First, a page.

The Bygdøy Peninsula in Oslo

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The Bygdøy Peninsula in Oslo

The Bygdøy Peninsula in Oslo is only a short ferry ride away across the bay (or bus journey around) from the harbor of the Norwegian capital.

The Bygdøy Peninsula in Oslo
The first stop is Dronningen dock, a 10-minute walk from the Viking Ship Museum, featuring one of Oslo’s top attractions, a trio of well-preserved Viking longships unearthed in southern Norway.

The Bygdøy Peninsula in Oslo
Oseberg, at the Viking Ship Museum

Related: Three Unique Museums in Oslo

The Bygdøy Peninsula in Oslo
The stave church at the Norwegian Museum of Cultural History

The Norwegian Museum of Cultural History (Norsk Folkemuseum) is a sprawling open-air museum with more than 150 historic timber houses, from around Norway and a beautifully restored stave church from 1200. Folk music and dancing are often performed in summer.

Related: The Viking Silk Route

The Bygdøy Peninsula in Oslo
From the Fram museum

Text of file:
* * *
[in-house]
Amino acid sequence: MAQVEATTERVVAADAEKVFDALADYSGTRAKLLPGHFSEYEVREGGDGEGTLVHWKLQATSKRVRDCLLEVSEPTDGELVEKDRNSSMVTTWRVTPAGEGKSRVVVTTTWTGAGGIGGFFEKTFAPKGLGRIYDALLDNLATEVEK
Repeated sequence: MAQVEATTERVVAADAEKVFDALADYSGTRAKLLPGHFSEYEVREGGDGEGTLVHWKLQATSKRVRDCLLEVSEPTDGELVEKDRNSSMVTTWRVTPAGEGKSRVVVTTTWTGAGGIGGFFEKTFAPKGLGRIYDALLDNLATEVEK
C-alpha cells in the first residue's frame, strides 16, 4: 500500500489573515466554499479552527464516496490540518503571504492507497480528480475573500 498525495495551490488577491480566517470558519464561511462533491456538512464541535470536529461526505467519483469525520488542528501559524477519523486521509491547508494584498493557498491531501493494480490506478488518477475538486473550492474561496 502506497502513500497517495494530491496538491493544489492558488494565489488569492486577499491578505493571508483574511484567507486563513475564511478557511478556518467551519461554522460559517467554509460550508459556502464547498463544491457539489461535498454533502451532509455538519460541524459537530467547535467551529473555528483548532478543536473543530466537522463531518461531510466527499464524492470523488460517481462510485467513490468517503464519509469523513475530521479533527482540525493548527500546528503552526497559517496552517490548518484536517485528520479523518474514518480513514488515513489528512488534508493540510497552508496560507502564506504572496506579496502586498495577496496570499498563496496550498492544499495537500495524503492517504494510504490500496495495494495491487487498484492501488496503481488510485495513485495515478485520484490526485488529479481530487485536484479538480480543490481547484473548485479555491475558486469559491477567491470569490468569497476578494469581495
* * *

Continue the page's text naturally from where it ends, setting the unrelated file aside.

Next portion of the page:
Norwegian explorers
The pines and waters of Oslo, were the training ground for Fridtjof Nansen (1861-1930) and Roald Amundsen (1872-1928), two of the greats of the heroic age of polar exploration. Their ships, Fram and Gjøa are preserved in the Fram Museum and the Norwegian Maritime Museum. Both museums are accessed from the Bygdøynes dock (the next stop after Dronningen dock).

The Bygdøy Peninsula in Oslo
Norwegian Maritime Museum

Related: The “Kon-Tiki” Movie Hailed By British Media

The Bygdøy Peninsula in Oslo
From the Kon-Tiki Museum

Nearby, the Kon-Tiki Museum has a fine collection of Easter Island artefacts, as well as detailed displays of the preserved Kon-Tiki and Ra II craft used by ethnographic explorer Thor Heyerdahl (1914-2002).

The Bygdøy Peninsula in Oslo, written by Tor Kjolberg

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